Friday, August 12, 2011

Rating the Songs of Summer 1986

Summer of 1986-- the summer of Ferris Bueller and Max Headroom. The summer of Maverick, Goose, and Ice-Man. The summer I first read Catcher in the Rye and the summer when I finally committed to memory the words to "Hotel California."

During the summer of 1986, I was fifteen going on sixteen. In the mornings, I went to my first real job, as a counselor at Eager Beaver Day Camp. In the evenings, I usually rode my bike over to my friend Ned's house (neither one of us had our licenses) and swam in his pool or watched movies on his VCR. Somehow, none of this seems lame to me.

But, as I look back twenty-five years later, I think I remember the music that came out that summer most of all. So, with autumn lurking just around the bend, I decided to re-listen to twenty-five songs from that long-ago summer and see how well these tunes have stood the test of time. Basically, have these songs have held up twenty-five years later?

Now, then, to eleminiate some of the subjectivity in determining whether or not a song has achieved immortality, I am using the following criteria:

(a) whether or not you still hear this song on the radio in 2011
(b) whether or not you cringe if you do hear this song in 2011
(c) whether or not I like the song (Hey, I said, I was only eliminating some subjectivity)

Three more points before we begin:

(1) No real reason other than personal preference for why I chose these songs. I was going with the whole "25 songs from 25 years go" angle, and so plenty of songs just plain ol' didn't make the cut. So, sorry in advance to Level 42, Jermaine Stewart, and the Blow Monkeys.

(2) In most cases, I've provided links to the videos, but I take no responsibility for the cheesy content therein; and finally...

(3) Word of caution: the following list includes a rampant use of punning.

And now... the Unheralded and Thoroughly Subjective Evaluation of Pop Songs from the Summer of 1986

"Love Walks In," Van Halen: Some folks identify 5150, VH's first album with Sammy Hagar, as the precise moment where Van Halen jumped the shark, by marketing to teenyboppers and sacrificing face-shredding guitar licks for cheesy synth-keyboards. To them, I say two things: (1) "You ever hear of a little keyboard-heavy ditty called 'Jump'?" and (2) "Oh, and you didn't play the opening to 'Love Walks In' on your Casio keyboard ad naseum back in 1986?"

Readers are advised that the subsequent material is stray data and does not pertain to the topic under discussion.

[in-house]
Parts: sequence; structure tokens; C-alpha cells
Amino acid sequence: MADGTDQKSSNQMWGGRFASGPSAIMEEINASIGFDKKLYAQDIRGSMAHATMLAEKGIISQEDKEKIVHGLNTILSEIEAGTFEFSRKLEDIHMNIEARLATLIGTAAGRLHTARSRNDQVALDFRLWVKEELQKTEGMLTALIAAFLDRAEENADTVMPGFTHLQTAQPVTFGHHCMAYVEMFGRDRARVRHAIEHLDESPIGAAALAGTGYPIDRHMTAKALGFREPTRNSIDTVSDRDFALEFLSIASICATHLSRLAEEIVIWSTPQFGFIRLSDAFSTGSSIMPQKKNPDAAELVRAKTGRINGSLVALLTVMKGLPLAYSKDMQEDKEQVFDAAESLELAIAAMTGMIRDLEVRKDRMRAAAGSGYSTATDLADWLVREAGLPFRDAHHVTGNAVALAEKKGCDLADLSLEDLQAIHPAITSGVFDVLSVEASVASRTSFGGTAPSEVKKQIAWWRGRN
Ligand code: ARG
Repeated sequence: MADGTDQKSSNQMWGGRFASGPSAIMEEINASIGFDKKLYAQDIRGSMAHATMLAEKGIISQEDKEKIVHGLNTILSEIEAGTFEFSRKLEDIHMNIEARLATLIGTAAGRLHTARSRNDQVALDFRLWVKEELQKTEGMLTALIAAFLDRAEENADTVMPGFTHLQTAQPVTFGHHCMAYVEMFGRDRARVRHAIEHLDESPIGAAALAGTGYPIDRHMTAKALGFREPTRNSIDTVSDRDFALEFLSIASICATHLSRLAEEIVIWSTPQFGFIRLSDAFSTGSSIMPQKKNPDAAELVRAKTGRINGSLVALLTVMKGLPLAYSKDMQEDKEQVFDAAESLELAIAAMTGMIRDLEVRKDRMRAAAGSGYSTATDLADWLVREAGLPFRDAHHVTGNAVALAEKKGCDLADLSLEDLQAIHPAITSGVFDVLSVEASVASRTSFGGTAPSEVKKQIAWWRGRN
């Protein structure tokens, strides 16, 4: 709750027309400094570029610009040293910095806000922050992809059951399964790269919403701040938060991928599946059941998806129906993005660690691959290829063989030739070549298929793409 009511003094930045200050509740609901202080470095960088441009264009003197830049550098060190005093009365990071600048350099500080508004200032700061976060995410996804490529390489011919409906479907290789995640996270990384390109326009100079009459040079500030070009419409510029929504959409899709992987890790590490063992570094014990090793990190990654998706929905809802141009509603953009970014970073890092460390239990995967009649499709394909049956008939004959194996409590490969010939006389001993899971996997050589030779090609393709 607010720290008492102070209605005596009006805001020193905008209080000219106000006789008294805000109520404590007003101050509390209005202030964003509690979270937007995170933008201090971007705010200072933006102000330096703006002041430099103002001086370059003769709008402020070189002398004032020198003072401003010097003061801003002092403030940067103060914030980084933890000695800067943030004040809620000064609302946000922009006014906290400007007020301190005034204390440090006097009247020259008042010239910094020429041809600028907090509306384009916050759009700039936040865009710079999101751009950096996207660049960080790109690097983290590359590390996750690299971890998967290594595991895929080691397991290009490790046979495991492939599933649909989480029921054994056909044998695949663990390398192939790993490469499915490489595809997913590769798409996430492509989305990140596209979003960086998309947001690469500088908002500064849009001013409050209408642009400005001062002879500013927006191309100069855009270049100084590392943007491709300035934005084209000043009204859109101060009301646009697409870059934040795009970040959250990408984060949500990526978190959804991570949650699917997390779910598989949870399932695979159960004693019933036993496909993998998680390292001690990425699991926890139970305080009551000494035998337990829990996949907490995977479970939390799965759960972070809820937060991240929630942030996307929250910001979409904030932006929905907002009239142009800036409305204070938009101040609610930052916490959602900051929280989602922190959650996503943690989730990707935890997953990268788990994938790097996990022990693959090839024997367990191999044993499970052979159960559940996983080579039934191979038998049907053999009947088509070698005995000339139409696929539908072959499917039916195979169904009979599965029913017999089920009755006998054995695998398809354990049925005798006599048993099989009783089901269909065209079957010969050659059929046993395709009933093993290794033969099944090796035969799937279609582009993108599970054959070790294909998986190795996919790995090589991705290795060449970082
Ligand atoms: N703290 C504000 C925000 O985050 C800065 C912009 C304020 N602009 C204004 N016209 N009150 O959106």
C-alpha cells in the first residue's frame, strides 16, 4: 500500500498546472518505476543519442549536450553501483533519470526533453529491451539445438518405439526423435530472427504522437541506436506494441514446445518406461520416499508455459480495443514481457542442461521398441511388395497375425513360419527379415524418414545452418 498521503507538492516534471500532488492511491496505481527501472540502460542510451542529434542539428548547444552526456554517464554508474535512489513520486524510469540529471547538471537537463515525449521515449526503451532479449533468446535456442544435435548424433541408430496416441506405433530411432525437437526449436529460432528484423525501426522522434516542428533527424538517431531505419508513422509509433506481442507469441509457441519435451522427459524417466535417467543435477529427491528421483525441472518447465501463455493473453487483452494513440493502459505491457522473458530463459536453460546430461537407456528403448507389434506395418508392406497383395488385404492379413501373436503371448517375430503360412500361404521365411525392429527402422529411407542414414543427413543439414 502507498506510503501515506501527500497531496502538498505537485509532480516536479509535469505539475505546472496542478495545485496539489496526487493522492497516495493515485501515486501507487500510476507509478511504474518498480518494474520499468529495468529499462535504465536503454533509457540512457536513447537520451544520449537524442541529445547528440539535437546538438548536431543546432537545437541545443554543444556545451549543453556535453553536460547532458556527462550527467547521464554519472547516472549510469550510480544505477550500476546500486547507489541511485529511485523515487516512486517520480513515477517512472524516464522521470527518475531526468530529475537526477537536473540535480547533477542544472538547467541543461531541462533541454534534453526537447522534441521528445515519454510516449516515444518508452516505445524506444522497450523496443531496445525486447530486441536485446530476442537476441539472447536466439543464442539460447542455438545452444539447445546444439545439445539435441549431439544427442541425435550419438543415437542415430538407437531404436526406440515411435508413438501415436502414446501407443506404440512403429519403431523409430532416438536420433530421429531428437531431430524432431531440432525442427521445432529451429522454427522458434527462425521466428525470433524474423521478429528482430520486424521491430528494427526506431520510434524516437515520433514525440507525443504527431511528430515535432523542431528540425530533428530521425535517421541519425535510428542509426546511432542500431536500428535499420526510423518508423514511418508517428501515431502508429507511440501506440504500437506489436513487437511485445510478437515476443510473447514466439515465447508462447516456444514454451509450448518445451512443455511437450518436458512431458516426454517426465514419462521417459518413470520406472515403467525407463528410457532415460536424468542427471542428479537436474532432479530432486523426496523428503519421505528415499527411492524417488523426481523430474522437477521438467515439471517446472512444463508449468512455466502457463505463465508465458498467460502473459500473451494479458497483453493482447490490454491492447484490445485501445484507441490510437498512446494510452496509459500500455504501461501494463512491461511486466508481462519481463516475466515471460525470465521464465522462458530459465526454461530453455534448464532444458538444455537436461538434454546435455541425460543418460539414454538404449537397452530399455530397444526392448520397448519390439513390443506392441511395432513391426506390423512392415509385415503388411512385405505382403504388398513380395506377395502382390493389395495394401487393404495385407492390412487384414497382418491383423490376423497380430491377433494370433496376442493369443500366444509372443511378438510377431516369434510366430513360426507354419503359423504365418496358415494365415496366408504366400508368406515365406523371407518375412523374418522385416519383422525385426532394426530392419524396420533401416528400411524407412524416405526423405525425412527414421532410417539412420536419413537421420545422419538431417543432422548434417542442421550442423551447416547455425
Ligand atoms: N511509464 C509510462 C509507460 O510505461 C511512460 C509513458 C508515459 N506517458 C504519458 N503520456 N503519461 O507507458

Haunting and beautiful, like the musical equivalent of Zooey Deschanel, "Love Walks In" also has that cool "aliens as a metaphor for love" thing going on, which never hurts. Hands down, the best single released from 5150-- in a whole other stratosphere than the unlistenable "Why Can't This Be Love?" You rarely hear it on the radio anymore (then again, outside of "Jump" and an occasional "Panama," how often do you hear any Van Halen on the radio?), but for my money, this space-age love song still lives long and prospers.

"Invisible Touch" and "Throwing It All Away," Genesis: I recognized "Invisible Touch" as a calculated, soulless piece of corporate pop before I even knew what calculated, soulless corporate pop was. To me, the song has an invisible touch, all right: it reaches in and makes me throw up my lunch. I much prefer the follow-up single, "Throwing It All Away," also released that summer; then again, "Invisible Touch" is the band's only #1 song, so what do I know? Ultimately, I heard both of these songs on the radio just last week, so I guess I have to concede that the duo have staying power.

(As an aside: Was there ever one moment in the 80s when you didn't hear Phil Collins' voice on the radio? From the summer of 1985 to the summer of 1986 alone, he released "Don't Lose My Number" and "Take Me Home" from No Jacket Required, for which he won a Grammy for Album of the Year. Plus, he sang the duet "Separate Lives" from White Nights. Plus, he had these two Genesis hits, with three more to come in the months ahead. Heck, he even appeared on an episode of Miami Vice! And that, my friends, is the paradox of the 80s: everyone seems to remember it as the decade of big hair and glam rock, but the frumpy, balding British guy in the baggy pants had more hits than anyone.)

"Higher Love," Steve Winwood: The first single from Back in the High Life and the song that officially kicked off my "Winwood phase" (which ended precisely two years later, with the release of Winwood's Roll With It, an album as derivative and insipid as High Life is original and transcendant). No need to think about it: this tune, from its drum-machine beginning to its Chaka-Khan-drenched ending, is a timeless classic.

"Rumors," Timex Social Club: I gotta tell you straight: while I liked this song a lot at the time, I can't say it has taken a lickin' and kept on tickin'. But that doesn't mean the group isn't trying to squeeze a little more blood out of this 25-year-old stone: did you hear that the group is selling a book called How Do Rumors Get Started: The True Story of the Timex Social Club? The long-awaited book, which can be purchased on the group's website, chronicles TSC's rise and fall, "a journey filled with greed (and) broken friendships (which) culminates in the group's break-up one year later." Finally, the truth can be told!